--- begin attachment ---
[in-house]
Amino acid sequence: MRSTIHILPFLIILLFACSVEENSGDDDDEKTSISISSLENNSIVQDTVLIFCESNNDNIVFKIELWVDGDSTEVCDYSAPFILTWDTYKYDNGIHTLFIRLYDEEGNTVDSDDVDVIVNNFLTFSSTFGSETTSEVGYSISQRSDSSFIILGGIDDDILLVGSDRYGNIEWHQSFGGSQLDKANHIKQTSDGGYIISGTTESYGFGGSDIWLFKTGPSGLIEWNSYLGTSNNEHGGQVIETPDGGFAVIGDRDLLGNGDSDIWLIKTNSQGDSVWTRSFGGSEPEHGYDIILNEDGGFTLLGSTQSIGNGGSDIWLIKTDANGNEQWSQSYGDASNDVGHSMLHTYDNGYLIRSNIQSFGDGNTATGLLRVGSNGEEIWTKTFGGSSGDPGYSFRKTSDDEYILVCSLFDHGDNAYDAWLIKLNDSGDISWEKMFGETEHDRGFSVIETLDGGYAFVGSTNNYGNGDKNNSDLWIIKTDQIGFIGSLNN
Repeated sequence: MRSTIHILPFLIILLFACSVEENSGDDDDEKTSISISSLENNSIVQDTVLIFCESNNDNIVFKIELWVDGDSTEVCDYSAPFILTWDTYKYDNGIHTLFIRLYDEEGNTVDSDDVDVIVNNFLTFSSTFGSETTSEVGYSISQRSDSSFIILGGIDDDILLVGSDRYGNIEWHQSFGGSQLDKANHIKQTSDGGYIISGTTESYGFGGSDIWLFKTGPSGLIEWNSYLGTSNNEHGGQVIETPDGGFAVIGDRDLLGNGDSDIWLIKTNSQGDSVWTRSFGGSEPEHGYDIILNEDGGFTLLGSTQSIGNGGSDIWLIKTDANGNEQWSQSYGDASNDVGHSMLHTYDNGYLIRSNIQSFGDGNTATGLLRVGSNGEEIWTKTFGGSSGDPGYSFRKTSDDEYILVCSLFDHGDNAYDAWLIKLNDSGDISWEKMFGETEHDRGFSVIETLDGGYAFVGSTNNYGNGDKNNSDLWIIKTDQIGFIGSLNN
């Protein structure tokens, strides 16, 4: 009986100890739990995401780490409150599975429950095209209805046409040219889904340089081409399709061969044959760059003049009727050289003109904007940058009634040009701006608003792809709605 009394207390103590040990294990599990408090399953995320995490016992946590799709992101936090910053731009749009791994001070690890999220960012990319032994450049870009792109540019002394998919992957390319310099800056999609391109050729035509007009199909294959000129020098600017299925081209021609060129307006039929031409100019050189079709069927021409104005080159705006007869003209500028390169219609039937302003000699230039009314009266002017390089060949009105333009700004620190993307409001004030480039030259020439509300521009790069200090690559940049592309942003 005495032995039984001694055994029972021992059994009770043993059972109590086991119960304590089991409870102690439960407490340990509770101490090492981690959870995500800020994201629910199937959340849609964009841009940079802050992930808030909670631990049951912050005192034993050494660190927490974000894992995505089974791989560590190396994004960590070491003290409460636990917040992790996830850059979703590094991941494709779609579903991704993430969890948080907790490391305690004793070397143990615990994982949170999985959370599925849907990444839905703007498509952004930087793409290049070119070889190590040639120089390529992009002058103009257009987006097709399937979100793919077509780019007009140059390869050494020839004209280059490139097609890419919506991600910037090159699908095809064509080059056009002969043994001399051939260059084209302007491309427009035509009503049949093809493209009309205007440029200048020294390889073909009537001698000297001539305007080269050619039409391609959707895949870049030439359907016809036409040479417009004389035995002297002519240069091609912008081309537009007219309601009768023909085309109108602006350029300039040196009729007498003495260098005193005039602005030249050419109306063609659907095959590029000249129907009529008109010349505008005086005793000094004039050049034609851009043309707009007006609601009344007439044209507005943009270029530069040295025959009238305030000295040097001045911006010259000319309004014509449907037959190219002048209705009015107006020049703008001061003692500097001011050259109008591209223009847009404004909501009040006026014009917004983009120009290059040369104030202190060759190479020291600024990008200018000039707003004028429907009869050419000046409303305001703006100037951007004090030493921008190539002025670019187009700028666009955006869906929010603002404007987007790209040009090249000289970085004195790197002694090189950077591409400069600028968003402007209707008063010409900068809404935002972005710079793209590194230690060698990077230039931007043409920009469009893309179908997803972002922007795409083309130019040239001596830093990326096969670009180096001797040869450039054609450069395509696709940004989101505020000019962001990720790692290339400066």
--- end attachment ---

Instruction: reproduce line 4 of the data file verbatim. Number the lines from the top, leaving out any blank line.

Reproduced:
């Protein structure tokens, strides 16, 4: 009986100890739990995401780490409150599975429950095209209805046409040219889904340089081409399709061969044959760059003049009727050289003109904007940058009634040009701006608003792809709605 009394207390103590040990294990599990408090399953995320995490016992946590799709992101936090910053731009749009791994001070690890999220960012990319032994450049870009792109540019002394998919992957390319310099800056999609391109050729035509007009199909294959000129020098600017299925081209021609060129307006039929031409100019050189079709069927021409104005080159705006007869003209500028390169219609039937302003000699230039009314009266002017390089060949009105333009700004620190993307409001004030480039030259020439509300521009790069200090690559940049592309942003 005495032995039984001694055994029972021992059994009770043993059972109590086991119960304590089991409870102690439960407490340990509770101490090492981690959870995500800020994201629910199937959340849609964009841009940079802050992930808030909670631990049951912050005192034993050494660190927490974000894992995505089974791989560590190396994004960590070491003290409460636990917040992790996830850059979703590094991941494709779609579903991704993430969890948080907790490391305690004793070397143990615990994982949170999985959370599925849907990444839905703007498509952004930087793409290049070119070889190590040639120089390529992009002058103009257009987006097709399937979100793919077509780019007009140059390869050494020839004209280059490139097609890419919506991600910037090159699908095809064509080059056009002969043994001399051939260059084209302007491309427009035509009503049949093809493209009309205007440029200048020294390889073909009537001698000297001539305007080269050619039409391609959707895949870049030439359907016809036409040479417009004389035995002297002519240069091609912008081309537009007219309601009768023909085309109108602006350029300039040196009729007498003495260098005193005039602005030249050419109306063609659907095959590029000249129907009529008109010349505008005086005793000094004039050049034609851009043309707009007006609601009344007439044209507005943009270029530069040295025959009238305030000295040097001045911006010259000319309004014509449907037959190219002048209705009015107006020049703008001061003692500097001011050259109008591209223009847009404004909501009040006026014009917004983009120009290059040369104030202190060759190479020291600024990008200018000039707003004028429907009869050419000046409303305001703006100037951007004090030493921008190539002025670019187009700028666009955006869906929010603002404007987007790209040009090249000289970085004195790197002694090189950077591409400069600028968003402007209707008063010409900068809404935002972005710079793209590194230690060698990077230039931007043409920009469009893309179908997803972002922007795409083309130019040239001596830093990326096969670009180096001797040869450039054609450069395509696709940004989101505020000019962001990720790692290339400066």